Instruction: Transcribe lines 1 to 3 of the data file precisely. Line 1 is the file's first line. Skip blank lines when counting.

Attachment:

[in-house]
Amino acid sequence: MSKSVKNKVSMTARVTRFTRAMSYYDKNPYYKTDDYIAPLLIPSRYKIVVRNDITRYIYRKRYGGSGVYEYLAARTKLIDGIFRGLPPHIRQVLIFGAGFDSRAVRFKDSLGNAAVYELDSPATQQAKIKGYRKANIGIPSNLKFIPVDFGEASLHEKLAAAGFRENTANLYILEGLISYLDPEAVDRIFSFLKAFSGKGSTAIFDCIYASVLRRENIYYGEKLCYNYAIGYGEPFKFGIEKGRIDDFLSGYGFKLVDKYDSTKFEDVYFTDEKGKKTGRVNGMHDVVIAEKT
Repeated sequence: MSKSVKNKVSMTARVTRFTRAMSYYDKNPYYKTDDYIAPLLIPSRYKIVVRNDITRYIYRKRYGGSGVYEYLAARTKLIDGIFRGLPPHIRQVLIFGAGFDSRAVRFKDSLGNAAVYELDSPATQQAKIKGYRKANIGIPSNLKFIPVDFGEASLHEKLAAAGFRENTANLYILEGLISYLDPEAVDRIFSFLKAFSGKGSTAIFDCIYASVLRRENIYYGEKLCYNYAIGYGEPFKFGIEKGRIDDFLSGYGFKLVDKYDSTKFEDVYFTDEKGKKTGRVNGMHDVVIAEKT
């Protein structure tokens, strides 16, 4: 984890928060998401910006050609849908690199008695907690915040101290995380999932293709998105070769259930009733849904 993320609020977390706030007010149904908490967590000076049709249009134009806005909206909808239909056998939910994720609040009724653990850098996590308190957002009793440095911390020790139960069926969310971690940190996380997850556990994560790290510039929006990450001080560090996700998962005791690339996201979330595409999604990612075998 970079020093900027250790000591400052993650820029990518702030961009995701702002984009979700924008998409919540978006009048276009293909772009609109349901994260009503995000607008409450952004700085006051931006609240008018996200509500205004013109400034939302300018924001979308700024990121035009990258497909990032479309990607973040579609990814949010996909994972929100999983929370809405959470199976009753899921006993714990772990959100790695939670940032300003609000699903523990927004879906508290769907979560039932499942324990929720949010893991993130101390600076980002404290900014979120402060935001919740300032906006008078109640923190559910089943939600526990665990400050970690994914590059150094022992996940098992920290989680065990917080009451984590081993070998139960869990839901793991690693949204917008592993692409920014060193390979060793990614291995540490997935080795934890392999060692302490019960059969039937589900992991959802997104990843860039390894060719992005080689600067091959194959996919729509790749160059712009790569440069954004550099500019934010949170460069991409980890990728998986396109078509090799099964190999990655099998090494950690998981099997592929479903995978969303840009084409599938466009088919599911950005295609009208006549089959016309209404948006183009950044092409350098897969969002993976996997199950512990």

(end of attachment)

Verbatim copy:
[in-house]
Amino acid sequence: MSKSVKNKVSMTARVTRFTRAMSYYDKNPYYKTDDYIAPLLIPSRYKIVVRNDITRYIYRKRYGGSGVYEYLAARTKLIDGIFRGLPPHIRQVLIFGAGFDSRAVRFKDSLGNAAVYELDSPATQQAKIKGYRKANIGIPSNLKFIPVDFGEASLHEKLAAAGFRENTANLYILEGLISYLDPEAVDRIFSFLKAFSGKGSTAIFDCIYASVLRRENIYYGEKLCYNYAIGYGEPFKFGIEKGRIDDFLSGYGFKLVDKYDSTKFEDVYFTDEKGKKTGRVNGMHDVVIAEKT
Repeated sequence: MSKSVKNKVSMTARVTRFTRAMSYYDKNPYYKTDDYIAPLLIPSRYKIVVRNDITRYIYRKRYGGSGVYEYLAARTKLIDGIFRGLPPHIRQVLIFGAGFDSRAVRFKDSLGNAAVYELDSPATQQAKIKGYRKANIGIPSNLKFIPVDFGEASLHEKLAAAGFRENTANLYILEGLISYLDPEAVDRIFSFLKAFSGKGSTAIFDCIYASVLRRENIYYGEKLCYNYAIGYGEPFKFGIEKGRIDDFLSGYGFKLVDKYDSTKFEDVYFTDEKGKKTGRVNGMHDVVIAEKT